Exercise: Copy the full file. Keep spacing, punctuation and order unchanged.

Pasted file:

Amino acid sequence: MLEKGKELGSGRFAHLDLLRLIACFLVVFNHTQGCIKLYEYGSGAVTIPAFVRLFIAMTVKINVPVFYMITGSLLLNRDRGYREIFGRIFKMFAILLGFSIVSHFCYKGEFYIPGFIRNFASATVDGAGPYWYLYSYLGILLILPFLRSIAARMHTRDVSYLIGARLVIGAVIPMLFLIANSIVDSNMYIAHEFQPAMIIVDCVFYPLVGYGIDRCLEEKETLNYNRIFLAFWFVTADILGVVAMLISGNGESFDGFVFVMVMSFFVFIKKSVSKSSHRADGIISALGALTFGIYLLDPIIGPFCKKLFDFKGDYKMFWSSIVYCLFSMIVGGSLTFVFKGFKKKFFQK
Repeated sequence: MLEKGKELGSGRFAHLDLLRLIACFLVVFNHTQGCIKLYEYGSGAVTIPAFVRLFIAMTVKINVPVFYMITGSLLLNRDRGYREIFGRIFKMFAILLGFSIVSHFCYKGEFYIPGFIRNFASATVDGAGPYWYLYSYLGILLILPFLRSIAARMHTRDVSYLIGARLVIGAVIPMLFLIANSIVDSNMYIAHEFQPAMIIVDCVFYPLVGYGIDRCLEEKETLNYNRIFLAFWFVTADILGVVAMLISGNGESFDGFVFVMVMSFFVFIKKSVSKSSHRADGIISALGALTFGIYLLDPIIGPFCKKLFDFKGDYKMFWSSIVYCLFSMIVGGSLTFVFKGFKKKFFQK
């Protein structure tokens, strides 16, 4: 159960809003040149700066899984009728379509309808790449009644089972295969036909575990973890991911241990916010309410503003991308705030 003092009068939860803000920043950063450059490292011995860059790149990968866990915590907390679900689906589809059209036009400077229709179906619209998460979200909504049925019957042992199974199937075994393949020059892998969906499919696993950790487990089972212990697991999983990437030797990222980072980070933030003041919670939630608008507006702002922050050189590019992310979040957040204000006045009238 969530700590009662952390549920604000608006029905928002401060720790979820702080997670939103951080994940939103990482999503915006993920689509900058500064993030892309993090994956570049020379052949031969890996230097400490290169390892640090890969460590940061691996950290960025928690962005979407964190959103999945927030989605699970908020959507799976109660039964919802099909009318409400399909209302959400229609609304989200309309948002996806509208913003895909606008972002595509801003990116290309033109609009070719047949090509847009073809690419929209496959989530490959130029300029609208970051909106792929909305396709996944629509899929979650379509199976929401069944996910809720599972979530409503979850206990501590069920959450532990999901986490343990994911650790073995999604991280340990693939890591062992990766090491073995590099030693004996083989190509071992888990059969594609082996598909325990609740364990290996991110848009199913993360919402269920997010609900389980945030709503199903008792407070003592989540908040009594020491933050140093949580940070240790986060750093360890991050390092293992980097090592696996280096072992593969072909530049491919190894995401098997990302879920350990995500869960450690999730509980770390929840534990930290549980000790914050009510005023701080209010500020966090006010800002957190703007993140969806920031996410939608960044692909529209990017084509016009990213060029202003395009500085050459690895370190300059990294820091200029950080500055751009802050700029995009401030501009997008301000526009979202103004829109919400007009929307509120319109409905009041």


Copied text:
Amino acid sequence: MLEKGKELGSGRFAHLDLLRLIACFLVVFNHTQGCIKLYEYGSGAVTIPAFVRLFIAMTVKINVPVFYMITGSLLLNRDRGYREIFGRIFKMFAILLGFSIVSHFCYKGEFYIPGFIRNFASATVDGAGPYWYLYSYLGILLILPFLRSIAARMHTRDVSYLIGARLVIGAVIPMLFLIANSIVDSNMYIAHEFQPAMIIVDCVFYPLVGYGIDRCLEEKETLNYNRIFLAFWFVTADILGVVAMLISGNGESFDGFVFVMVMSFFVFIKKSVSKSSHRADGIISALGALTFGIYLLDPIIGPFCKKLFDFKGDYKMFWSSIVYCLFSMIVGGSLTFVFKGFKKKFFQK
Repeated sequence: MLEKGKELGSGRFAHLDLLRLIACFLVVFNHTQGCIKLYEYGSGAVTIPAFVRLFIAMTVKINVPVFYMITGSLLLNRDRGYREIFGRIFKMFAILLGFSIVSHFCYKGEFYIPGFIRNFASATVDGAGPYWYLYSYLGILLILPFLRSIAARMHTRDVSYLIGARLVIGAVIPMLFLIANSIVDSNMYIAHEFQPAMIIVDCVFYPLVGYGIDRCLEEKETLNYNRIFLAFWFVTADILGVVAMLISGNGESFDGFVFVMVMSFFVFIKKSVSKSSHRADGIISALGALTFGIYLLDPIIGPFCKKLFDFKGDYKMFWSSIVYCLFSMIVGGSLTFVFKGFKKKFFQK
């Protein structure tokens, strides 16, 4: 159960809003040149700066899984009728379509309808790449009644089972295969036909575990973890991911241990916010309410503003991308705030 003092009068939860803000920043950063450059490292011995860059790149990968866990915590907390679900689906589809059209036009400077229709179906619209998460979200909504049925019957042992199974199937075994393949020059892998969906499919696993950790487990089972212990697991999983990437030797990222980072980070933030003041919670939630608008507006702002922050050189590019992310979040957040204000006045009238 969530700590009662952390549920604000608006029905928002401060720790979820702080997670939103951080994940939103990482999503915006993920689509900058500064993030892309993090994956570049020379052949031969890996230097400490290169390892640090890969460590940061691996950290960025928690962005979407964190959103999945927030989605699970908020959507799976109660039964919802099909009318409400399909209302959400229609609304989200309309948002996806509208913003895909606008972002595509801003990116290309033109609009070719047949090509847009073809690419929209496959989530490959130029300029609208970051909106792929909305396709996944629509899929979650379509199976929401069944996910809720599972979530409503979850206990501590069920959450532990999901986490343990994911650790073995999604991280340990693939890591062992990766090491073995590099030693004996083989190509071992888990059969594609082996598909325990609740364990290996991110848009199913993360919402269920997010609900389980945030709503199903008792407070003592989540908040009594020491933050140093949580940070240790986060750093360890991050390092293992980097090592696996280096072992593969072909530049491919190894995401098997990302879920350990995500869960450690999730509980770390929840534990930290549980000790914050009510005023701080209010500020966090006010800002957190703007993140969806920031996410939608960044692909529209990017084509016009990213060029202003395009500085050459690895370190300059990294820091200029950080500055751009802050700029995009401030501009997008301000526009979202103004829109919400007009929307509120319109409905009041």